Those digital screens in office building elevators that run advertisements, weather updates and entertainment news will soon appear in the lobbies and atriums of suburban office parks.
Gannett Co. Inc.'s Captivate Network, which now has 8,000 displays installed in the elevators of high-rise buildings, announced the expansion on Tuesday, part of a move to appeal to marketers who are shifting their budgets away from conventional media like newspapers or television.
If you look at the challenge brands have today, media consumption habits have dramatically changed, Captivate founder Mike DiFranza said in an interview. We reach these consumers at a time of day and a place where traditional media can't.
Current advertisers include top marketers like AT&T Inc., Toyota Motor Corp., FedEx Corp. and Verizon Communications, among others.
Started 10 years ago, Captivate currently reaches 2.3 million people each day with screens that run national and local news, stock updates, weather reports and sports and entertainment updates along with the ads.
One of Captivate's selling points is that its audience is largely professional with disposable income. They are also caught in elevators, meaning they tend to pay close attention to the screen advertisements. Studies show recall rates to be roughly twice those of print ads.
We deliver the Wall Street Journal audience at a fraction of the price, with two to three times the results they can expect in the Journal, DiFranza said.
Until now, Captivate has concentrated on office towers in the largest cities, in part because suburban complexes usually have far fewer floors and may not even include an elevator.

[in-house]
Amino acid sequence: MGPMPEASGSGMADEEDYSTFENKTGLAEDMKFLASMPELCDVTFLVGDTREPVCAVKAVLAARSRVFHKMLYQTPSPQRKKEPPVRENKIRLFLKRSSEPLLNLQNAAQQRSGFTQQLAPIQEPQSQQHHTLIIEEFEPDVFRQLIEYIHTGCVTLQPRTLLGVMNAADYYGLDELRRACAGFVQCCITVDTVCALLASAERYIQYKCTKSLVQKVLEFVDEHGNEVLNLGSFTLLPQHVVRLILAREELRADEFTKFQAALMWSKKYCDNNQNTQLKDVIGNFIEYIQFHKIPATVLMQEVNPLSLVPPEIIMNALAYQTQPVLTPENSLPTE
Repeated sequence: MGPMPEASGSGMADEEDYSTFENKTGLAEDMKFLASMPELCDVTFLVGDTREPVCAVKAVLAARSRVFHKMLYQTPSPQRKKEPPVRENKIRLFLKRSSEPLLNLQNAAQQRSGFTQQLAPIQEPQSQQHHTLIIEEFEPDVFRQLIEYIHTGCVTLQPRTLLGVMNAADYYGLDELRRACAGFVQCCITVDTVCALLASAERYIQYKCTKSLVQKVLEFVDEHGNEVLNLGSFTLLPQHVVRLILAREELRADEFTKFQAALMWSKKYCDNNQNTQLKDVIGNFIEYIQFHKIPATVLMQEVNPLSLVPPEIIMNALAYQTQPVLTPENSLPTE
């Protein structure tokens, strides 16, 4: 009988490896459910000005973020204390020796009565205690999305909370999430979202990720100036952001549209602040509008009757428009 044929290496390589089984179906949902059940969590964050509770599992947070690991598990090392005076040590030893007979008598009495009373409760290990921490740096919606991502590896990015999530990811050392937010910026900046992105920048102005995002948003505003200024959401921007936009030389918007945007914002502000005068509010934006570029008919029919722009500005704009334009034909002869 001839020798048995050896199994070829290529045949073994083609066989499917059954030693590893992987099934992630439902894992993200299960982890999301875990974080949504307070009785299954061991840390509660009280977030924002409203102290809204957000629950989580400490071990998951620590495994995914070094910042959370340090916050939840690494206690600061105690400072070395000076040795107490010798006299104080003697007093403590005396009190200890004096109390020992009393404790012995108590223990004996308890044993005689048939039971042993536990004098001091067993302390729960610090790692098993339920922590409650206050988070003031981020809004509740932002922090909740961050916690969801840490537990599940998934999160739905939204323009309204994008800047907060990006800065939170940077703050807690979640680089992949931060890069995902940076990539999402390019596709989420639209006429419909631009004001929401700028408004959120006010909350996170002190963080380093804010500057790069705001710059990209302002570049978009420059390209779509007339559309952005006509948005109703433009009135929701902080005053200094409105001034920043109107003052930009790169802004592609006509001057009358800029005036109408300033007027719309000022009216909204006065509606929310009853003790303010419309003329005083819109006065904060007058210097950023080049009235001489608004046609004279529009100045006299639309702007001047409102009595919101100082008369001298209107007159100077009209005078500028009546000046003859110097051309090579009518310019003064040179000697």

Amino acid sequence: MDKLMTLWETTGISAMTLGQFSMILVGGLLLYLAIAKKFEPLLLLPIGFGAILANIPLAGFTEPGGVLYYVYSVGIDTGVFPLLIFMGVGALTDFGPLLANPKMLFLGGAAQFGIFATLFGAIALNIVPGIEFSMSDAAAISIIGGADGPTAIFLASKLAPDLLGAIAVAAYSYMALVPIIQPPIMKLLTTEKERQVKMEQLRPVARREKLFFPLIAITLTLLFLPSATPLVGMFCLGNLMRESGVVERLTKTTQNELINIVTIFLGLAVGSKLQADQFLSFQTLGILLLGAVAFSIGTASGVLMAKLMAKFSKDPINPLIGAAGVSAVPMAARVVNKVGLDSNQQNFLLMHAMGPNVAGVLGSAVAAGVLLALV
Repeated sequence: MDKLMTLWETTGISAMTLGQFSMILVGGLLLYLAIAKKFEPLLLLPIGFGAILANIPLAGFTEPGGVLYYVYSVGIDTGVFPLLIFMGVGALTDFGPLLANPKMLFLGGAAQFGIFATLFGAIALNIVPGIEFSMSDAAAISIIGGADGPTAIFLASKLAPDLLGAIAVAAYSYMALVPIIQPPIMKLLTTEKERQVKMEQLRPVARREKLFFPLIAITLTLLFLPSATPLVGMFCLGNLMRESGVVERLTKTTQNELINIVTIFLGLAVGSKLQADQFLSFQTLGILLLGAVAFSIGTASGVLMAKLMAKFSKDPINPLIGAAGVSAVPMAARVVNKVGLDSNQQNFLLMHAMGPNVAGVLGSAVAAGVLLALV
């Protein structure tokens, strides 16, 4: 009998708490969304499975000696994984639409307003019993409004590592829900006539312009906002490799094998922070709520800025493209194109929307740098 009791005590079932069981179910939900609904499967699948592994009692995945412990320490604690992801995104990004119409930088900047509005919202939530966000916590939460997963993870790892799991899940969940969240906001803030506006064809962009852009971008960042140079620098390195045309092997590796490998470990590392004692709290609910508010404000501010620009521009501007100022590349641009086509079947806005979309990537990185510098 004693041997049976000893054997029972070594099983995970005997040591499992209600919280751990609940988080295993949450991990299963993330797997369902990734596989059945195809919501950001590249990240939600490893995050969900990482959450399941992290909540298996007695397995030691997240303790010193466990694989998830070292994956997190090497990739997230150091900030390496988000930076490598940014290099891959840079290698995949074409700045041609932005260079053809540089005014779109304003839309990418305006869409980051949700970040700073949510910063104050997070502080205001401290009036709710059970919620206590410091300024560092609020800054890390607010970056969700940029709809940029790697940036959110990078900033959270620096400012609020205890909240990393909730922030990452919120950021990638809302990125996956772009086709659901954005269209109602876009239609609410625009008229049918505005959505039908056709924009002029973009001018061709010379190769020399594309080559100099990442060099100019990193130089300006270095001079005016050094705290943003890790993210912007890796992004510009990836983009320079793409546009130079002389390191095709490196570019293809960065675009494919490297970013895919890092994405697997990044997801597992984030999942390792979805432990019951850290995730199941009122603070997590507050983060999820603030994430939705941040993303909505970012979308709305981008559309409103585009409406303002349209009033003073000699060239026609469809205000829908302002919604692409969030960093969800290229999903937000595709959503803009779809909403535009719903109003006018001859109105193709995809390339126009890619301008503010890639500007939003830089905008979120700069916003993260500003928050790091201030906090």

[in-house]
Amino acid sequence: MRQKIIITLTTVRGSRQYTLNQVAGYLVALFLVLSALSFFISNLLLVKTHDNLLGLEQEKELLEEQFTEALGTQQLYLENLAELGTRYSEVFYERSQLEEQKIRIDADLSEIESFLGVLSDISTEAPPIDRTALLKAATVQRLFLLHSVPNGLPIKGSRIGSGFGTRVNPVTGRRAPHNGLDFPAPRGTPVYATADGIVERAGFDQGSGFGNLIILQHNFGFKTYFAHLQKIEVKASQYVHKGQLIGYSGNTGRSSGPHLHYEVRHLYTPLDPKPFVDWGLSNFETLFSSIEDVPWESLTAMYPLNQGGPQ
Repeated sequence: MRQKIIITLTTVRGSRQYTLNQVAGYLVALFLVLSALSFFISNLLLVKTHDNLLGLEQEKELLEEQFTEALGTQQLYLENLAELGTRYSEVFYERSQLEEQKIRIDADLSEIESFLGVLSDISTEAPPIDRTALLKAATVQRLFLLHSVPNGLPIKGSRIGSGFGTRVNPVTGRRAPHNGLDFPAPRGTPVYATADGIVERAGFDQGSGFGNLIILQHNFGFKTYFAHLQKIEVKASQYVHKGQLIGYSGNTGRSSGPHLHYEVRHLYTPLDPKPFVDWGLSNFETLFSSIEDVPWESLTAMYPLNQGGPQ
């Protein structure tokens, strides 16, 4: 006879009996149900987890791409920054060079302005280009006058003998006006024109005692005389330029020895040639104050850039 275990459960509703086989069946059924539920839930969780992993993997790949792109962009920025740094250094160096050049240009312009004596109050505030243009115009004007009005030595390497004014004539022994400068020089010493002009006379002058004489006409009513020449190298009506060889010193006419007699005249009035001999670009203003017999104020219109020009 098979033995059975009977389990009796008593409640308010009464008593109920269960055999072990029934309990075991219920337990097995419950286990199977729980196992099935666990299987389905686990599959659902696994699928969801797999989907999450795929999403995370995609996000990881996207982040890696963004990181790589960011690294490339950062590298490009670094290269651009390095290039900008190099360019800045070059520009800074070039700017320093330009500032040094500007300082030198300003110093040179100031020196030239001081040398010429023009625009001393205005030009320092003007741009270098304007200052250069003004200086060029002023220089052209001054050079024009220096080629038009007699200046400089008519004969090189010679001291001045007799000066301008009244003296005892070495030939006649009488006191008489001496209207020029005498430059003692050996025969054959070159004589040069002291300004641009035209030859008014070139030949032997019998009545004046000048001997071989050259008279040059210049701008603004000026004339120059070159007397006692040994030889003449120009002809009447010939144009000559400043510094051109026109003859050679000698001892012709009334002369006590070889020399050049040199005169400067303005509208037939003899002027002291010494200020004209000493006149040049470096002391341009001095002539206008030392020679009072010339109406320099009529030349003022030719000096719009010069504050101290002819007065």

To solve the issue, Captivate will place display screens in common areas of the buildings -- outside stairwells, in lobbies, in main hallways. The screens will range from 26 inches to 40 inches.
They could be built into the wall, mounted on the wall, or placed on a pedestal, on a pedestal. It could literally be right in the middle of a lobby, DiFranza said.
Captivate is also launching an upgraded product for office towers, with added features that will display floor numbers, elevator direction and even a tenant list.
The company, meanwhile, is experimenting with a text messaging program, which would allow consumers to punch in a code from the screen into their cell phone if they wanted to be texted more information on a product.
But DiFranza said he wanted to place limits on how interactive the network becomes. That can create some issues in the elevator setting, he said. You don't want someone taking over the screen.